On March 3, 2017, the Board of Immigration Appeals (BIA or Board) held that the offense of transporting a loaded firearm in violation of Title 21, Section 1289.13 of the Oklahoma Statutes qualifies as a firearms offense per INA §237(a)(2)(C), thus making one convicted of said crime ineligible for cancellation of removal under INA §240(b)(1)(C).
The BIA began its opinion by noting that §237(a)(2)(C) makes removable one who at any time after admission is convicted under any law of purchasing, selling, offering for sale, exchanging, using, owning, possessing or carrying (or of attempting one of these acts) any firearm or destructive device, while referencing respondent’s contention that because “transporting” does not include “possessing” or “carrying” a firearm, Congress did not intend his crime to fell within the purview of §237(a)(2)(C).
The decision notes the INA’s use of the expansive term “any” and the “comprehensive list” of firearms transactions covered, making it clear Congress intended to embrace all firearms offenses under §237(a)(2)(C), a view – the BIA wrote – that has been upheld repeatedly by the Federal courts of appeal. In this regard, the Board quoted Federal caselaw on to how “possessing” and “possess” in §237(a)(2)(C) include constructive possession of a firearm. In this regard, found the Board, because respondent knowingly transported a firearm in his vehicle, he necessarily had constructive “possession” of it for purposes of the INA. Further, stated the BIA, it is illogical for unlawful possession to fall within §237(a)(2)(C)’s scope but for unlawful transportation of the same loaded weapon to be excluded.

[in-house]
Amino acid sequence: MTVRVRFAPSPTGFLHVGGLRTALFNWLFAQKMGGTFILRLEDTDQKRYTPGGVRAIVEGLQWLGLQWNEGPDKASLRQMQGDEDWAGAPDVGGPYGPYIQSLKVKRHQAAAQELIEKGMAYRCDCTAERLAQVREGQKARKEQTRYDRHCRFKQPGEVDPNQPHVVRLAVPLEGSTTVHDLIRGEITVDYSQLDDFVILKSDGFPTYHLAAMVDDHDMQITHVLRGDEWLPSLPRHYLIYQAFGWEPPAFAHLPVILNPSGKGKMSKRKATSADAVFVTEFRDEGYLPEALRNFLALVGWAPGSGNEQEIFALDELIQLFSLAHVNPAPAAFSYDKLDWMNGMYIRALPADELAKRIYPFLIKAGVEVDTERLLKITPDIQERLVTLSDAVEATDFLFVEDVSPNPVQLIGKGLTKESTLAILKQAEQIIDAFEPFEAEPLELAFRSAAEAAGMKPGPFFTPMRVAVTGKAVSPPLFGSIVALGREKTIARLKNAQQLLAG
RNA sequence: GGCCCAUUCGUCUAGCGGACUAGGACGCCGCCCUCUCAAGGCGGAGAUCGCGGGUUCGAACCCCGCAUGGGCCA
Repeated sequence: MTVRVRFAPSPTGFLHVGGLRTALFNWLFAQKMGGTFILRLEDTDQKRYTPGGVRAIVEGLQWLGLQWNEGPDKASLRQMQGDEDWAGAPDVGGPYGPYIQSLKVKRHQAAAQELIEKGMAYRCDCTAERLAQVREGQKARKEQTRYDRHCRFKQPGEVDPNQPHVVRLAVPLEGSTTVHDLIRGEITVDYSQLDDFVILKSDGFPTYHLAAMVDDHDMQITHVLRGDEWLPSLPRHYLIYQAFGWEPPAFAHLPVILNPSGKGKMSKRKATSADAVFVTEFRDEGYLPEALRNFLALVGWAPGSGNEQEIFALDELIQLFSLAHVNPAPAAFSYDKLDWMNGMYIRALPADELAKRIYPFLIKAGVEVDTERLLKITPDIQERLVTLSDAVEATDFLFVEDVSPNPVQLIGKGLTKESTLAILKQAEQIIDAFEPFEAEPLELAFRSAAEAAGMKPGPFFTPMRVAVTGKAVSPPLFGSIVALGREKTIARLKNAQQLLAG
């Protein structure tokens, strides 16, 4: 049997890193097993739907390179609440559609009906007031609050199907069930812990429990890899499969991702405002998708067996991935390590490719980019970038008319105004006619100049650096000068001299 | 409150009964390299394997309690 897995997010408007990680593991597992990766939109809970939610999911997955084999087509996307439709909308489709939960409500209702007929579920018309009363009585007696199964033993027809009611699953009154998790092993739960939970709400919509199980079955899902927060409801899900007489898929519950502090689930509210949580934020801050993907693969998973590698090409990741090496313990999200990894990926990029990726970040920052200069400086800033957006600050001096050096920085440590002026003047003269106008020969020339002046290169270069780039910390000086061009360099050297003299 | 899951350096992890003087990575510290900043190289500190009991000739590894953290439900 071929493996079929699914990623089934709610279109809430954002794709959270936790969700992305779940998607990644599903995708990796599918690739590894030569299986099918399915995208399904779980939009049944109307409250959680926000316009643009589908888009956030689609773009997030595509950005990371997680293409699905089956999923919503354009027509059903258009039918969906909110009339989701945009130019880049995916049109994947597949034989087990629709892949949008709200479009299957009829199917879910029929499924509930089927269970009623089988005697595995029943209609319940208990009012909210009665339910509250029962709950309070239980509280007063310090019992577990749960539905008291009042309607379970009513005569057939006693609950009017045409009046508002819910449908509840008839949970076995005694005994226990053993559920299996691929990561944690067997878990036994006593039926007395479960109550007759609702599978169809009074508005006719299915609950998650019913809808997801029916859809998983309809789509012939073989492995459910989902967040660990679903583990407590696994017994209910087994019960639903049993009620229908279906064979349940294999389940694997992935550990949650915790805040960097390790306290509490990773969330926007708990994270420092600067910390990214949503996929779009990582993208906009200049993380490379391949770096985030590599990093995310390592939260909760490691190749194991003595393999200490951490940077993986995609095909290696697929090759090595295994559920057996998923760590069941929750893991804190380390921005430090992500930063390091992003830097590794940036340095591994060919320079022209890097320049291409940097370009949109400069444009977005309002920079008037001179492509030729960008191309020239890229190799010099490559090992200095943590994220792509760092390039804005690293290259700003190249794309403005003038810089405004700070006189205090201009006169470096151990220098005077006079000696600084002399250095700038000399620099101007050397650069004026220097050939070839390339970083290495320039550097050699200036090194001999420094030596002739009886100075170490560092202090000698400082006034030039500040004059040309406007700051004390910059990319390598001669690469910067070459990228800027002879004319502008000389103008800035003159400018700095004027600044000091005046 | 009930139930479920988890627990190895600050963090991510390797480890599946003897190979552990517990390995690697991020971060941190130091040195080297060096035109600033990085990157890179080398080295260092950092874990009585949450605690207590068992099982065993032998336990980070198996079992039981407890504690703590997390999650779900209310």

As the Board found that the statute’s legislative history support its conclusion, it held that the crime of transporting a loaded firearm under Oklahoma law is categorically a firearms offense under the INA rendering respondent ineligible for cancellation relief and dismissed the appeal. Matter of Flores-Abarca, 26 I&N Dec. 922 (BIA 2017).